Julia Mansfield, Ph.D.
David H. Burton Postdoctoral Fellow
Julia Mansfield, Ph.D., is the David H. Burton Postdoctoral Fellow in the Department of History at Saint Joseph’s University. She specializes in the history of infectious diseases and the political and social history of the United States in the Early Republic era.
- 2017 – Ph.D., Stanford University, History
- 2005 – Harvard College, Classical Archaeology
- 2017-2019 – Cassius M. Clay Postdoctoral Associate, History Department, Yale University
- Allan Nevins Prize from the Society of American Historians, 2018
- Scholars’ Workshop Invitee at the Omohundro Institute of Early American History and Culture, Summer 2018
- Dissertation Fellowship from the Society for Historians of American Foreign Relations, 2014-2015
- Dissertation Fellowship from the Consortium for History of Science, Technology, and Medicine, 2013-2014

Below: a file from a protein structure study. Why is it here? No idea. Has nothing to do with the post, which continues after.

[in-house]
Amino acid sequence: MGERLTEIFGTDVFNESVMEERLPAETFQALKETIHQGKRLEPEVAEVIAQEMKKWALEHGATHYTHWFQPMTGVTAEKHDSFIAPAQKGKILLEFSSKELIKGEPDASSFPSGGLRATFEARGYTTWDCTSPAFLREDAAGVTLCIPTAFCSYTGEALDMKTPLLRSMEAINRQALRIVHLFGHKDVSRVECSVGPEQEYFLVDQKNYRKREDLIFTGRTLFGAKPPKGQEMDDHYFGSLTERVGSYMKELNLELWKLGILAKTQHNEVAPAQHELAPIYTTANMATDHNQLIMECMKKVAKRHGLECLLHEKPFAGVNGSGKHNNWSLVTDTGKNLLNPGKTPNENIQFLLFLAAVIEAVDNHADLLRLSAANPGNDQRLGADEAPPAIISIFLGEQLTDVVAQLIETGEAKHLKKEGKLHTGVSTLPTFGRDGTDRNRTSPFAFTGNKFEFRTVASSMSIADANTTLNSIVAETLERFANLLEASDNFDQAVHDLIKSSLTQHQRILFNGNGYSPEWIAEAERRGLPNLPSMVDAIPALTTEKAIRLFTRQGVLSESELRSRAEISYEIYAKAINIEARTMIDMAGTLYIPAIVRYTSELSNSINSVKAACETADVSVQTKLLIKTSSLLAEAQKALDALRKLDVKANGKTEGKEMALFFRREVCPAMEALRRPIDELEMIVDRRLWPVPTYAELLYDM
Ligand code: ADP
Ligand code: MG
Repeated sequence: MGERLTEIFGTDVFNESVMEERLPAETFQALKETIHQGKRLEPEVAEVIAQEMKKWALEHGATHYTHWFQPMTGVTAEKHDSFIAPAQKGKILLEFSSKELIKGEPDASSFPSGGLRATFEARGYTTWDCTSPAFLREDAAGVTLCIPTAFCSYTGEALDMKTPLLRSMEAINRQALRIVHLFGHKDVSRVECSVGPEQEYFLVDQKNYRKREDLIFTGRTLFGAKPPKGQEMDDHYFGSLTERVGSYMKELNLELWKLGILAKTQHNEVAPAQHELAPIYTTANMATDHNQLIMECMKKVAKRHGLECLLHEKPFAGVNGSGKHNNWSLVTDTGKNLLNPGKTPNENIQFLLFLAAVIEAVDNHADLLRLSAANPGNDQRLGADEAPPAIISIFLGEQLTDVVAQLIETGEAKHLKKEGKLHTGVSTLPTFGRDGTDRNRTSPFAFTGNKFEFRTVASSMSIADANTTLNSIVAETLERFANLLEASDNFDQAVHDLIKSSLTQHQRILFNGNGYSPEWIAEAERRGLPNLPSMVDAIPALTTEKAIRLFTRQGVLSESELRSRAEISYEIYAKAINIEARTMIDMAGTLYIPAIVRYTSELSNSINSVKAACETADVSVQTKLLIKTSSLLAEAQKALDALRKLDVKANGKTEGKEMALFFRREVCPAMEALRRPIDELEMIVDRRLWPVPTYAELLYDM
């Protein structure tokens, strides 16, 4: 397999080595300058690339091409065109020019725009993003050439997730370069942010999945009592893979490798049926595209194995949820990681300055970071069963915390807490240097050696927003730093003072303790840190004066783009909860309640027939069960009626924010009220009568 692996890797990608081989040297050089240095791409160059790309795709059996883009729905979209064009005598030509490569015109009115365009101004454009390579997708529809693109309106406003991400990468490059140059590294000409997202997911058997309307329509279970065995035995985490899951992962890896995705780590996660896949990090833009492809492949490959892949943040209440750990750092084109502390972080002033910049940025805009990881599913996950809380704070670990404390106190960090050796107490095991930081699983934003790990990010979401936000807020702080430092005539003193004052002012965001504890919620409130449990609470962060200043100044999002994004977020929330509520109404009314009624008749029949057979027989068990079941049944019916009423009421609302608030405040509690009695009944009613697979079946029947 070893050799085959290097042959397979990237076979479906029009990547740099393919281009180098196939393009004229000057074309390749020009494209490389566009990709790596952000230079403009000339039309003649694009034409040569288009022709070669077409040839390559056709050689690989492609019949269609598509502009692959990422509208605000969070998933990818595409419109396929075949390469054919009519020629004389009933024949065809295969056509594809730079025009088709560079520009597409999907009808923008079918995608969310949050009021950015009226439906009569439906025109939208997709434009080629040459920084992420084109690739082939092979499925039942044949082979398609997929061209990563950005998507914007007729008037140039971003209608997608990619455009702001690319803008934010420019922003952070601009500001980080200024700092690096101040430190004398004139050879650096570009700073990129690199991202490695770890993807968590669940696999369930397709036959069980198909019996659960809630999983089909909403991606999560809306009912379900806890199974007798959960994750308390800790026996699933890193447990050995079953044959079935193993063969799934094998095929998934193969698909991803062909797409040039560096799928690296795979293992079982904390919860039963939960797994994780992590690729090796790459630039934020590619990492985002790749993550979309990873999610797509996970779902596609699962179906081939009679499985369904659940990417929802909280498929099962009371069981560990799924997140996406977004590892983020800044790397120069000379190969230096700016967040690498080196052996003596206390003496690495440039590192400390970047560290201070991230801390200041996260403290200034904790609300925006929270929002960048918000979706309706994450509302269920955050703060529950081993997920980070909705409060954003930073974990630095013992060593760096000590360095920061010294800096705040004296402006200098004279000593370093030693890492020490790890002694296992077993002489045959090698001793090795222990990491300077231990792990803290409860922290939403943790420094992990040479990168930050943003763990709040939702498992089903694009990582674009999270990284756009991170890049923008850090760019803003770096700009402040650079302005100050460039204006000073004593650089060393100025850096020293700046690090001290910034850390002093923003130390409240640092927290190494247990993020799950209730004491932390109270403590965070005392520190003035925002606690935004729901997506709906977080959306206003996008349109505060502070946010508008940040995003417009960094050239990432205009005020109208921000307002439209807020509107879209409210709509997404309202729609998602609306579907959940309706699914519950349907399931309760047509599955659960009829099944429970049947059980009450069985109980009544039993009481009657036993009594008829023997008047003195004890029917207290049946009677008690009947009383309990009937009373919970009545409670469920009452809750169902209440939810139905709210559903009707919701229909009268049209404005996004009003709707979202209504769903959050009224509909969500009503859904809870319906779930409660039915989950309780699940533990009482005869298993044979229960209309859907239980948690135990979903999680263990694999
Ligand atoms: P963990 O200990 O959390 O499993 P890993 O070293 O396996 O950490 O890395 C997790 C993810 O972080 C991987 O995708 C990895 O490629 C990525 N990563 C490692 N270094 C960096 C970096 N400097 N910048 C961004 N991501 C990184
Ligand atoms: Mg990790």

Dr. Mansfield’s research explores the political, economic, and social impact of yellow fever on the early United States. Between 1793 and 1805, the United States was rocked by recurring outbreaks of yellow fever in Atlantic port cities. These outbreaks exacerbated economic downturns, spurred states to reform public health laws, inspired U.S. Congress to develop a policy on quarantine, and obliged American merchants, consuls, and politicians to adapt international customs of disease control. Studying the wide-ranging effects of yellow fever brings into sharper relief the complexity of international commerce and of America’s federalist system in the early nineteenth century.